How to make your PC quiet
Run silent, run deep
It's possible to make no compromise on performance and yet still have a quiet PC. There are a wide range of products available to control PC noise, most of them offered as user-installable upgrades. But do bear in mind that if you are building your PC yourself you could invalidate the warranty on several parts by modifying whatever cooling systems they ship with or replacing any of their parts.
More importantly, when working with some of the specialist products you will invariably have a learning curve to make during which time you may damage some of these products or the PC components they are fitted to. Do read the products' manuals carefully, browse through their user forums, and do stick to the book when fitting and using these products.
There are some cases designed to be quiet and marketed on that claim. Using a search engine for terms like "quiet cases" or "no noise cases" should point you in the right direction. Some of these cases are built like huge heat-sinks and use clever technology that will allow you to dispense with the use of all fans inside the PC. There are other, cheaper cases that have an acoustic lining that muffles some of the internal sounds. Either way, having a quality case makes a lot of difference. Case vibration is one of the most common and easily resolved causes of PC noise.
A variety of acoustic lining products are available. Some of them are basic sheets of foam, others are dual-layer products with a thicker barrier material under a layer of sound absorbing foam. These lining products usually have self-adhesive backing. You can cut the sheets to fit along the inside of your case, peel the back off and fit them yourself. Some acoustic lining products are as little as 3mm in thickness, others as much as 10-15mm. If space is restricted in your case you may want to go for the thinner (but less effective) products.
There are some cheap bitumen based products that degrade quickly over time and can be quite risky. If your PC relies extensively on the case body to dissipate heat - as is common with many aluminium cases - then you may want to create some additional airflow to compensate for the reduced cooling. You can do this via extra chassis fans.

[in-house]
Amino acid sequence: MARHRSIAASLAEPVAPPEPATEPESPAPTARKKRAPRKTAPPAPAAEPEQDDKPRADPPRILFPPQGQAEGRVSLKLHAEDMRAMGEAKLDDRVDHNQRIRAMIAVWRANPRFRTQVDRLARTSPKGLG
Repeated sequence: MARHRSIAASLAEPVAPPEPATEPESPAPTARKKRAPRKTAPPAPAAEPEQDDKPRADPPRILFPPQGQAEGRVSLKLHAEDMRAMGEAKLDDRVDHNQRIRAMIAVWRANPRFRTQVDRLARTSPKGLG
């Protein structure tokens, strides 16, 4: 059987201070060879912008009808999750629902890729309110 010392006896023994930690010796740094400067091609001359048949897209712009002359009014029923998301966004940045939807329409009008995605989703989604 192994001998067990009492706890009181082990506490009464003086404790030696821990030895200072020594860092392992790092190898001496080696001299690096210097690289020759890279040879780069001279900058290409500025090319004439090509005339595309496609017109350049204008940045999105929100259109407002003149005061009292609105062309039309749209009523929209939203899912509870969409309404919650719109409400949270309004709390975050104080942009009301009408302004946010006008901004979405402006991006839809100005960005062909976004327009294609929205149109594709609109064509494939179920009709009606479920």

A variety of specialist fan manufacturers make low-noise heat sink and fan combinations for processors. These involve using copper contacts the better to transfer heat from the processor to the heat sink, using large heat sinks to quickly dissipate that heat to the air above the processor, and using large, low-noise fans to move the heated air away from the processor. What's a good fan noise rating? Under 30dB is usually considered quiet.
The problem with larger heat sinks is that they don't fit in all cases and are particularly unsuitable for low-profile desktop cases. Very often the location and size of your processor makes it impossible to fit one of these heat sinks. Furthermore, in dual-processor rigs, you may find that your CPUs are too close together to be able to use these (generally) quite wide heat sinks.
This has been gaining popularity despite the obvious downsides of combining water and electricity. Liquid absorbs and transfers heat more effectively than air does, so there's a practical argument in favour of piping water over the CPU instead of air.
Some cases manufacturers now provide the water cooling kits as options with some of their cases, and one or two others offer water cooling kits integrated into some of their larger cases saving you the unsightly mess of having a pump and tubes on your table top. In either case though you will need to have an external radiator unit that dispels the heat.
The problem with water, of course, is that unlike air-cooled systems, water needs to be enclosed. And it needs to stay enclosed - with no leaks - or it will damage the electronic components in your PC. This makes for equipment that is both bulky and expensive.
Peltier coolers and other heat exchange systems have been tried in PCs with limited success. Condensation can cause problems, and you need your heat output to be constant. If your PC isn't under constant, even use or you have energy-saving features that trigger system sleep modes, you can't use a Peltier cooler. That excludes most PCs. Thermoelectric engineers have experimented with turning heat into electricity in a variety of other ways but most methods require large amounts of heat - about 200-300 degrees C - and even then only about 20 per cent of the heat is converted to electricity. Other thermoelectric solutions consume a lot of power and/or generate substantial heat themselves and require active cooling.